As the iconic Lata Mangeshkar turns 90 on September 28, we start the celebrations early. We present beautiful features on the songstress published on Rediff.com through the years.
Lata Mangeshkar looks back at all the people, who influenced her the most in her life.
"I don’t think I’d have become a singer if my father had lived. He wouldn’t have allowed it," she tells Subhash K Jha.
My father, Pandit Dinanath Mangeshkar
My father had a huge hand in shaping me into the singer that I became. He taught me music.
But do you know for a very long time, my father didn’t know I could sing?
I was scared to sing in front of him.
I would go into the kitchen and force my domestic helpers to listen to me sing.
My mother would scold me and shoo me away for wasting her time.
Then something happened.
A student of my father (who later became the very well-known Marathi actor Chandrakant Gokhale) was doing riyaaz while my father had stepped out. I was playing outside.
I was five years old.
I went inside and told Gokhale he was singing it wrong, and I sang it the way I had heard my father sing.
My father returned and made me sing it again. I sang and fled.
I’d learnt from hearing my father sing though I never had the courage to go and sing with him.
After I corrected his student, things changed.
The next morning, he told me to come to his room. I was petrified of him. He was very conservative and a disciplinarian.
All the ladies of the house, young or old, had to wear kum-kum on the forehead and bangles on their hands. We were not allowed to use powder. Those were the days of the freedom struggle.
Our home was filled with talk of anti-colonialism. (Freedom fighter) Veer Savarkar was my father’s friend.
That day when he asked me to learn music from him, he told me to take out the tanpura and showed me how to hold it.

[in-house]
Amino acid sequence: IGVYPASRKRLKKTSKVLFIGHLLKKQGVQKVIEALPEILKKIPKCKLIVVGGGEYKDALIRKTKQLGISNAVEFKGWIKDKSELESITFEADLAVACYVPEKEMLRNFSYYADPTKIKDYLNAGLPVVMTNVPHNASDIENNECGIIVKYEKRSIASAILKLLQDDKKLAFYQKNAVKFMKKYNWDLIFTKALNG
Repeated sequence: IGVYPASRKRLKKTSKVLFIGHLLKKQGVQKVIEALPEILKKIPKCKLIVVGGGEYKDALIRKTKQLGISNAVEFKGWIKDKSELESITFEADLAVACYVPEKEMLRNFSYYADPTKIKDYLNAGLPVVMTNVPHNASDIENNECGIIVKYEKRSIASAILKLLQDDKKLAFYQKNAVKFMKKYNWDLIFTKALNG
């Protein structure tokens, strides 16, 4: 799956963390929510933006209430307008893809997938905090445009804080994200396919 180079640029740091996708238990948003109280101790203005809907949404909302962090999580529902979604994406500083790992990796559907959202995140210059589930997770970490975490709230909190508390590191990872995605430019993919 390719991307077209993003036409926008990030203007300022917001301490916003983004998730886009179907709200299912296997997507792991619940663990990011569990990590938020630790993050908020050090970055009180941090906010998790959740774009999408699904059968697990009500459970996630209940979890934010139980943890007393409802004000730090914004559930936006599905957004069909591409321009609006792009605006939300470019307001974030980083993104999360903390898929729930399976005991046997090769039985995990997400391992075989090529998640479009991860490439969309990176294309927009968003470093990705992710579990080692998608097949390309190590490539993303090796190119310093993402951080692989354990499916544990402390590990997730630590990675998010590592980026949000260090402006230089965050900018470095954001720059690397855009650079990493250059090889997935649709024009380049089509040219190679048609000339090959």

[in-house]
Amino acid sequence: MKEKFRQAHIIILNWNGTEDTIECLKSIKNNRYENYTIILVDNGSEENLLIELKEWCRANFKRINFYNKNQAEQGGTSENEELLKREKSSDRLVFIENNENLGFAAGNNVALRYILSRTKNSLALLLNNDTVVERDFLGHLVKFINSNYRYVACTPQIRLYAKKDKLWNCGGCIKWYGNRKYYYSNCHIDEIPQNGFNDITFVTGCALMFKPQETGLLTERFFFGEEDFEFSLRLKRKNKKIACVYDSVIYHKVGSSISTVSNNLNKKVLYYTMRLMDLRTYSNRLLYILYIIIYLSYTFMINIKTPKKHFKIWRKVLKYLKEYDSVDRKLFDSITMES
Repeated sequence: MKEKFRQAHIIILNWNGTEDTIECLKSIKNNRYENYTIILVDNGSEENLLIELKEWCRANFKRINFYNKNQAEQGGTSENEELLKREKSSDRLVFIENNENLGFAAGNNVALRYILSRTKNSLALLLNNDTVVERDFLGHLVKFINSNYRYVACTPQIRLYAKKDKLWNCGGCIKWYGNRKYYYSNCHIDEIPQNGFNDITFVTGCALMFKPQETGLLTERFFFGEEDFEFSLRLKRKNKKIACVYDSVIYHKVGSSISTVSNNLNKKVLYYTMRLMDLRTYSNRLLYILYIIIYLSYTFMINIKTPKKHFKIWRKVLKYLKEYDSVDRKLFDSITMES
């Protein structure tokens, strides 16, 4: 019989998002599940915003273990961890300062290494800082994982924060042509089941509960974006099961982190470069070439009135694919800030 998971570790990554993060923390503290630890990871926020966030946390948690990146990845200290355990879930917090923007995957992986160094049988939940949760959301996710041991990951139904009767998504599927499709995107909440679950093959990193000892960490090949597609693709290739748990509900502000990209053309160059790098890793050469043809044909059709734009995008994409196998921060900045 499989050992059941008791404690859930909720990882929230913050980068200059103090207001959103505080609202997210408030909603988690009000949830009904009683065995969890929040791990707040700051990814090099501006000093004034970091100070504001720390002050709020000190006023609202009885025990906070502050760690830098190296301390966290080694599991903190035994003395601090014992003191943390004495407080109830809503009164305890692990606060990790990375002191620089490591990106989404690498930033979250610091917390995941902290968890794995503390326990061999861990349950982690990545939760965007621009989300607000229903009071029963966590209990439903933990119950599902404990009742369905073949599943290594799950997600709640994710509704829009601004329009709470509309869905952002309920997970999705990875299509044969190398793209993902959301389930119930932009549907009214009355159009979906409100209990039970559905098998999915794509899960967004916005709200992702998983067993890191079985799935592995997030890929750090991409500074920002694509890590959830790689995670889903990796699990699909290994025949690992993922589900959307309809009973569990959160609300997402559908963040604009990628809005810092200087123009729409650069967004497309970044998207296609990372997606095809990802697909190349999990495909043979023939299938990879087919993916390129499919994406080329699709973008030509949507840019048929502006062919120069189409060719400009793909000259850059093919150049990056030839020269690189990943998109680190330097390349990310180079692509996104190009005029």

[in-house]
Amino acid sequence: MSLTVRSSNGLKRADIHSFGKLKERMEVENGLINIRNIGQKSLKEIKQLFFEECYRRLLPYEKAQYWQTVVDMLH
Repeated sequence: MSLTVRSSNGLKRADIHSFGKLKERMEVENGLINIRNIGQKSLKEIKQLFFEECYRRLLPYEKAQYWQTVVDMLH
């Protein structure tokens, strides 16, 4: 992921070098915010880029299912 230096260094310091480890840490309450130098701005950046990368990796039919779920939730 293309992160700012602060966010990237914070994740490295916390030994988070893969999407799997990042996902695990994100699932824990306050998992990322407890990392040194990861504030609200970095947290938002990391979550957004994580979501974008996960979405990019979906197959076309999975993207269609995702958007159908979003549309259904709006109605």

He asked me to sing the same raga that I he had heard me sing the previous day. That’s how I was initiated into formal singing.
He taught me music regularly.
My elder sister Meena and I learnt music from our father. The other siblings were too young when he died.
My brother Hridaynath was only four when my father passed away.
My father didn’t see me become a singer but he predicted my success. He was a very good astrologer. He had prophesied that I would become so successful that no one would be able to reach my level.
He also predicted that he would not be alive when I became famous and that I’d look after the entire household.
After his death, I learnt music from others.
I consider my father as my true guru.
I don’t think I’d have become a singer if my father had lived. He wouldn’t have allowed it.
'Shashadharji felt my voice didn't match Kamini Kaushal's'
Master Ghulam Haider
There are many stories of who discovered me and who was instrumental in giving me my first big break.
Let me tell you the true story.
When I came to Mumbai, I worked for Master Vinayak.
My sister Meena and I stayed with Master Vinayak’s father while the rest of my family lived at my maternal grandparents' home.
In 1946, I told Master Vinayak that I needed to live with my family. That’s when we all started living in one home.
In 1947, Master Vinayak passed away.